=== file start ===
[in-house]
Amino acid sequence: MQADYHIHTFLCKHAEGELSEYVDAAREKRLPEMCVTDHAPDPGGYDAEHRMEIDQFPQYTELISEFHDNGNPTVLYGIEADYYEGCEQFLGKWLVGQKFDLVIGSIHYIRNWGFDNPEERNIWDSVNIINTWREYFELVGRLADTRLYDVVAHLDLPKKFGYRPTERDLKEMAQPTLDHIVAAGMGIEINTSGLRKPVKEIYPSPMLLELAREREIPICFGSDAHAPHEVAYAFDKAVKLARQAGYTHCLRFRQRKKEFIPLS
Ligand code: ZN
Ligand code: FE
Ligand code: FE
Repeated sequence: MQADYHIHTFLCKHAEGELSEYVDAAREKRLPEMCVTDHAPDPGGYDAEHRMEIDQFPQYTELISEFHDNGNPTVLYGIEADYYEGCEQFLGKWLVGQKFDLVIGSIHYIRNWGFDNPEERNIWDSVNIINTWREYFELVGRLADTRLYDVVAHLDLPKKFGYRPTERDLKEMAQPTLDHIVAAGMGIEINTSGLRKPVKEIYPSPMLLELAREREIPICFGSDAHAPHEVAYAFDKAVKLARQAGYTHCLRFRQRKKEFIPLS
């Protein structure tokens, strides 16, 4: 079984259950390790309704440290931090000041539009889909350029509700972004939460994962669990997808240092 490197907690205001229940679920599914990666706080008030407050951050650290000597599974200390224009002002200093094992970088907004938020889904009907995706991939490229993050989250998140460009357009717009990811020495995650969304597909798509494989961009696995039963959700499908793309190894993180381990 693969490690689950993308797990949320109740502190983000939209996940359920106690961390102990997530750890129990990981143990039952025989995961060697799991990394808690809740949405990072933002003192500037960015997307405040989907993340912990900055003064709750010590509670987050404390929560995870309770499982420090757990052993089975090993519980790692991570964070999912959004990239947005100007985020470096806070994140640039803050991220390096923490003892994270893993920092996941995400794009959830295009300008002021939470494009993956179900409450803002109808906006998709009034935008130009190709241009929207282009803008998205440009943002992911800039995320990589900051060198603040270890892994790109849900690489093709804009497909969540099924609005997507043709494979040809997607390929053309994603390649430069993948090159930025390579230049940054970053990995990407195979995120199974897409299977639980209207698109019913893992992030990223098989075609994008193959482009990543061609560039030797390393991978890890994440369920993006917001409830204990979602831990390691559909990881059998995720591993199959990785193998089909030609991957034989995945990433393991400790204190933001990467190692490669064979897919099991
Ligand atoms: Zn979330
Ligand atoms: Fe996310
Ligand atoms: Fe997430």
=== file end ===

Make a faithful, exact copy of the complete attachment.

[in-house]
Amino acid sequence: MQADYHIHTFLCKHAEGELSEYVDAAREKRLPEMCVTDHAPDPGGYDAEHRMEIDQFPQYTELISEFHDNGNPTVLYGIEADYYEGCEQFLGKWLVGQKFDLVIGSIHYIRNWGFDNPEERNIWDSVNIINTWREYFELVGRLADTRLYDVVAHLDLPKKFGYRPTERDLKEMAQPTLDHIVAAGMGIEINTSGLRKPVKEIYPSPMLLELAREREIPICFGSDAHAPHEVAYAFDKAVKLARQAGYTHCLRFRQRKKEFIPLS
Ligand code: ZN
Ligand code: FE
Ligand code: FE
Repeated sequence: MQADYHIHTFLCKHAEGELSEYVDAAREKRLPEMCVTDHAPDPGGYDAEHRMEIDQFPQYTELISEFHDNGNPTVLYGIEADYYEGCEQFLGKWLVGQKFDLVIGSIHYIRNWGFDNPEERNIWDSVNIINTWREYFELVGRLADTRLYDVVAHLDLPKKFGYRPTERDLKEMAQPTLDHIVAAGMGIEINTSGLRKPVKEIYPSPMLLELAREREIPICFGSDAHAPHEVAYAFDKAVKLARQAGYTHCLRFRQRKKEFIPLS
């Protein structure tokens, strides 16, 4: 079984259950390790309704440290931090000041539009889909350029509700972004939460994962669990997808240092 490197907690205001229940679920599914990666706080008030407050951050650290000597599974200390224009002002200093094992970088907004938020889904009907995706991939490229993050989250998140460009357009717009990811020495995650969304597909798509494989961009696995039963959700499908793309190894993180381990 693969490690689950993308797990949320109740502190983000939209996940359920106690961390102990997530750890129990990981143990039952025989995961060697799991990394808690809740949405990072933002003192500037960015997307405040989907993340912990900055003064709750010590509670987050404390929560995870309770499982420090757990052993089975090993519980790692991570964070999912959004990239947005100007985020470096806070994140640039803050991220390096923490003892994270893993920092996941995400794009959830295009300008002021939470494009993956179900409450803002109808906006998709009034935008130009190709241009929207282009803008998205440009943002992911800039995320990589900051060198603040270890892994790109849900690489093709804009497909969540099924609005997507043709494979040809997607390929053309994603390649430069993948090159930025390579230049940054970053990995990407195979995120199974897409299977639980209207698109019913893992992030990223098989075609994008193959482009990543061609560039030797390393991978890890994440369920993006917001409830204990979602831990390691559909990881059998995720591993199959990785193998089909030609991957034989995945990433393991400790204190933001990467190692490669064979897919099991
Ligand atoms: Zn979330
Ligand atoms: Fe996310
Ligand atoms: Fe997430």